Coronaviruses: An Essential Guide

Coronaviruses: what are they? And what do we know about them?

Here we present background information on coronaviruses as well as a timeline of the discovery and important developments related to coronaviruses.

What are coronaviruses?

Coronaviruses are RNA viruses that have characteristic club-shaped spikes projecting from their surface. Viewed through an electron microscope, they are said to be reminiscent of the solar corona from which they get their name.

There are 4 distinct genera of coronavirus: 

alphacoronavirus, betacoronavirus, gammacoronavirus and deltacoronavirus.

Within the betacoronaviruses, which includes SARS-CoV-2, there are four subgroups, A-D.​

There are 4 distinct genera of coronavirus: 

alphacoronavirus, betacoronavirus, gammacoronavirus and deltacoronavirus.

Within the betacoronaviruses, which includes SARS-CoV-2, there are four subgroups, A-D.

Coronavirus family tree

Source: Patrick C. Y. Woo, Yi Huang, Susanna K. P. Lau, and Kwok-Yung Yuen - https://www.ncbi.nlm.nih.gov/pmc/articles/PMC3185738/, CC BY 3.0,

There are six known species of human coronaviruses, one of which is subdivided into two different strains, making seven different human coronaviruses. Four of these cause generally mild symptoms of the common cold: HCoV-229E, -NL63, -OC43 and -HKU1 continually circulate in the human population causing respiratory infections worldwide.

  1. Human coronavirus OC43 (HCoV-OC43) of the genus β-CoV
  2. Human coronavirus HKU1 (HCoV-HKU1), β-CoV,
  3. Human coronavirus 229E (HCoV-229E), α-CoV
  4. Human coronavirus NL63 (HCoV-NL63), α-CoV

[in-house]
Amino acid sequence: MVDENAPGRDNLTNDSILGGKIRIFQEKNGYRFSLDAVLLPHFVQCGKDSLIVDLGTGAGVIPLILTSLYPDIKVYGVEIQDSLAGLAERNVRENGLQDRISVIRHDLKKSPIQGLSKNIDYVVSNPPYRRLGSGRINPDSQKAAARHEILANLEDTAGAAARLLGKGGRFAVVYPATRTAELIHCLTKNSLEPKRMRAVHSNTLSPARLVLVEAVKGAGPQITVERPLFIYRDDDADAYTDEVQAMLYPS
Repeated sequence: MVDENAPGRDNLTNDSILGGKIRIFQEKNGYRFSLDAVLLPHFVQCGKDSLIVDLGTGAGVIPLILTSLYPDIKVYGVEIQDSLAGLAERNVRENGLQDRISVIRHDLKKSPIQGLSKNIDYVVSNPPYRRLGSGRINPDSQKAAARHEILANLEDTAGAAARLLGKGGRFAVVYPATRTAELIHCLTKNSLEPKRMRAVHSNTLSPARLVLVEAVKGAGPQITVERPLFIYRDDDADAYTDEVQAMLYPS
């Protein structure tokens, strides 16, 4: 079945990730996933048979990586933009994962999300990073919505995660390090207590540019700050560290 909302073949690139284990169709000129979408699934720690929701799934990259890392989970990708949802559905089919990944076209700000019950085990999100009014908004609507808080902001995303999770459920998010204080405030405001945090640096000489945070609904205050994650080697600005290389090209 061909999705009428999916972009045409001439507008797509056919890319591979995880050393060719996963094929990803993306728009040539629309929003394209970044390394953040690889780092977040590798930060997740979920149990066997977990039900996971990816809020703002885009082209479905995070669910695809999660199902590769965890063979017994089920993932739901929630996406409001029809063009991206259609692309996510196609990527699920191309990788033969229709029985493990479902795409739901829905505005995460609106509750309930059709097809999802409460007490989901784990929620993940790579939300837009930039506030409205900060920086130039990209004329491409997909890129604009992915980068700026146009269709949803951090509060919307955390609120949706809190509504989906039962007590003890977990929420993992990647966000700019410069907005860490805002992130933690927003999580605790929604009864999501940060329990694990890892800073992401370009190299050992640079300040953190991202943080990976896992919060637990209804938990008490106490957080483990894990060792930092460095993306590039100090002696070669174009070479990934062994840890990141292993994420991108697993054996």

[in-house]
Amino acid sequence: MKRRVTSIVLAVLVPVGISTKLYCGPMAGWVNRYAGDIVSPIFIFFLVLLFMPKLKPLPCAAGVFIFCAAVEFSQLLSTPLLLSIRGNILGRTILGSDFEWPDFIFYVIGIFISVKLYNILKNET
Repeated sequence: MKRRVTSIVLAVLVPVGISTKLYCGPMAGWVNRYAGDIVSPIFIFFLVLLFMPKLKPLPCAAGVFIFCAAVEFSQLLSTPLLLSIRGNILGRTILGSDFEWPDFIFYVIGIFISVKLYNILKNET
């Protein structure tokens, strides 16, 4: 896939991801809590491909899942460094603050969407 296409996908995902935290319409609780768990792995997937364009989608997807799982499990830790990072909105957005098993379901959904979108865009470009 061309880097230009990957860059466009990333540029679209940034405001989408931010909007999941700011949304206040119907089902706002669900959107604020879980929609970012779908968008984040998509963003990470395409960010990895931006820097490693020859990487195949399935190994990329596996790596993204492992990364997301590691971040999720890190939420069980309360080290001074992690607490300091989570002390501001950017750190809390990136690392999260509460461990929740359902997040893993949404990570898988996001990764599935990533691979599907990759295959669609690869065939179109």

Three strains (two species) produce symptoms that can be severe; all three of these are β-CoV strains:

  1. Middle East respiratory syndrome-related coronavirus (MERS-CoV)
  2. Severe acute respiratory syndrome coronavirus (SARS-CoV)
  3. Severe acute respiratory syndrome coronavirus 2 (SARS-CoV-2)

The coronaviruses that cause disease in chickens, such as avian infectious bronchitis virus (IBV – a gammacoronavirus), and pigs, such as porcine respiratory coronavirus (PRCV – an alphacoronavirus) belong to different genera than the coronaviruses that cause potentially severe disease in humans: MERS-CoV, SARS-CoV and SARS-CoV-2 are all betacoronaviruses (see coronavirus family tree).

Because the avian coronaviruses and COVID-19 belong to two different groups of coronaviruses, it is highly unlikely that avian coronaviruses will infect humans, or vice-versa.

Coronavirus: key events timeline

Infectious bronchitis of chickens first described as a respiratory disease of chickens

  • 1931

Source: 

Jane K. A. Cook, M. Jackwood & R. C. Jones (2012) The long view: 40 years of infectious bronchitis research, Avian Pathology, 41:3, 239-250

1931
1936

Viral cause of infectious bronchitis established

  • 1936

Source: 

Jane K. A. Cook, M. Jackwood & R. C. Jones (2012) The long view: 40 years of infectious bronchitis research, Avian Pathology, 41:3, 239-250

First coronavirus (HCoV-229E) isolated from humans – initially named B814

  • 1965

Source:

Tyrell, D.A.J. & Bynoe, M.L. (1966) Cultivation of viruses from a high proportion of patients with colds. The Lancet, 287 (7428), 76-77

1965
1967

Almeida and Tyrrell performed electron microscopy on B814 and found particles that resembled the infectious bronchitis virus (IBV) of chickens, widely spaced club-shaped surface projections

  • 1967

Source:

Almeida JD & Tyrrell DA. (1967) The morphology of three previously uncharacterized human respiratory viruses that grow in organ culture. J Gen Virol. 1967 Apr;1(2):175-8.